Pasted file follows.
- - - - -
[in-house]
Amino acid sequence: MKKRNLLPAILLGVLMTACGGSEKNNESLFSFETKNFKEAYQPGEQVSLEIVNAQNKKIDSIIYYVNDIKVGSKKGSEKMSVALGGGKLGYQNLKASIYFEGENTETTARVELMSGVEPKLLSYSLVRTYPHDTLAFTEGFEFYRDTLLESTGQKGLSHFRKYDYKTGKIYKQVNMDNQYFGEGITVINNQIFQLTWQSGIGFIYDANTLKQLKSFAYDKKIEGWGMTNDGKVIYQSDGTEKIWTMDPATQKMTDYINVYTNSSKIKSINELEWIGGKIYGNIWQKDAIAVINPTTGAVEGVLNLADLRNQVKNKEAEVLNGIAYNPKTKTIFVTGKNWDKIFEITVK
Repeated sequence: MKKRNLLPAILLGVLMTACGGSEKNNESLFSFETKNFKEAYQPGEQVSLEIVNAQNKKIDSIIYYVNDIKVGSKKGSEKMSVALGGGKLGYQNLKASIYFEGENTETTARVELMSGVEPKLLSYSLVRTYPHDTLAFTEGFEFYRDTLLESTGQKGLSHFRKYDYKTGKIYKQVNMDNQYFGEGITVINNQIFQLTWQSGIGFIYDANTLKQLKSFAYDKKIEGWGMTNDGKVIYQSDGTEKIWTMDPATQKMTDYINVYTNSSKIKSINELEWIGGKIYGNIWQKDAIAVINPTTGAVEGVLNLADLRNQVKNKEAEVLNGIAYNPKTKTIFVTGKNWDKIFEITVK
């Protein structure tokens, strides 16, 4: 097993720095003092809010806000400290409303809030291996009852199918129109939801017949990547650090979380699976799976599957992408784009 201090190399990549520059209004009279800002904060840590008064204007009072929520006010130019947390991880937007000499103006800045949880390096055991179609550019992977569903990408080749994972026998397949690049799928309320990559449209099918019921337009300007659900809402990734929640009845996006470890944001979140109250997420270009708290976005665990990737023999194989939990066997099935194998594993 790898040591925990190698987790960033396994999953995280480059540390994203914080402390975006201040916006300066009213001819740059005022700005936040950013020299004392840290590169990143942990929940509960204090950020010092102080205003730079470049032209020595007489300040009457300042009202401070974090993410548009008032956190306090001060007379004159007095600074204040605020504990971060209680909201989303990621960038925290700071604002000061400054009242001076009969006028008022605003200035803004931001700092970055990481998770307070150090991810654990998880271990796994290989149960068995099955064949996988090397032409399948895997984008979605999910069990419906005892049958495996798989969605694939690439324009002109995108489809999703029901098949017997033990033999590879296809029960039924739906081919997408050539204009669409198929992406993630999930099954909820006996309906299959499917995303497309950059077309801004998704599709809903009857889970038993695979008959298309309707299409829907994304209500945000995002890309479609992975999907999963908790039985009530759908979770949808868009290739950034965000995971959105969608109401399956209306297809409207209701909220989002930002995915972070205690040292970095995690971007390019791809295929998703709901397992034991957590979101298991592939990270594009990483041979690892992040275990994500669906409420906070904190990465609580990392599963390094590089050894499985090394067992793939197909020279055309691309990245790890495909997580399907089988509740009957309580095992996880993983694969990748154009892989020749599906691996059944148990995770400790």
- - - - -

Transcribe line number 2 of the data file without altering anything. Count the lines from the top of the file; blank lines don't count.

Amino acid sequence: MKKRNLLPAILLGVLMTACGGSEKNNESLFSFETKNFKEAYQPGEQVSLEIVNAQNKKIDSIIYYVNDIKVGSKKGSEKMSVALGGGKLGYQNLKASIYFEGENTETTARVELMSGVEPKLLSYSLVRTYPHDTLAFTEGFEFYRDTLLESTGQKGLSHFRKYDYKTGKIYKQVNMDNQYFGEGITVINNQIFQLTWQSGIGFIYDANTLKQLKSFAYDKKIEGWGMTNDGKVIYQSDGTEKIWTMDPATQKMTDYINVYTNSSKIKSINELEWIGGKIYGNIWQKDAIAVINPTTGAVEGVLNLADLRNQVKNKEAEVLNGIAYNPKTKTIFVTGKNWDKIFEITVK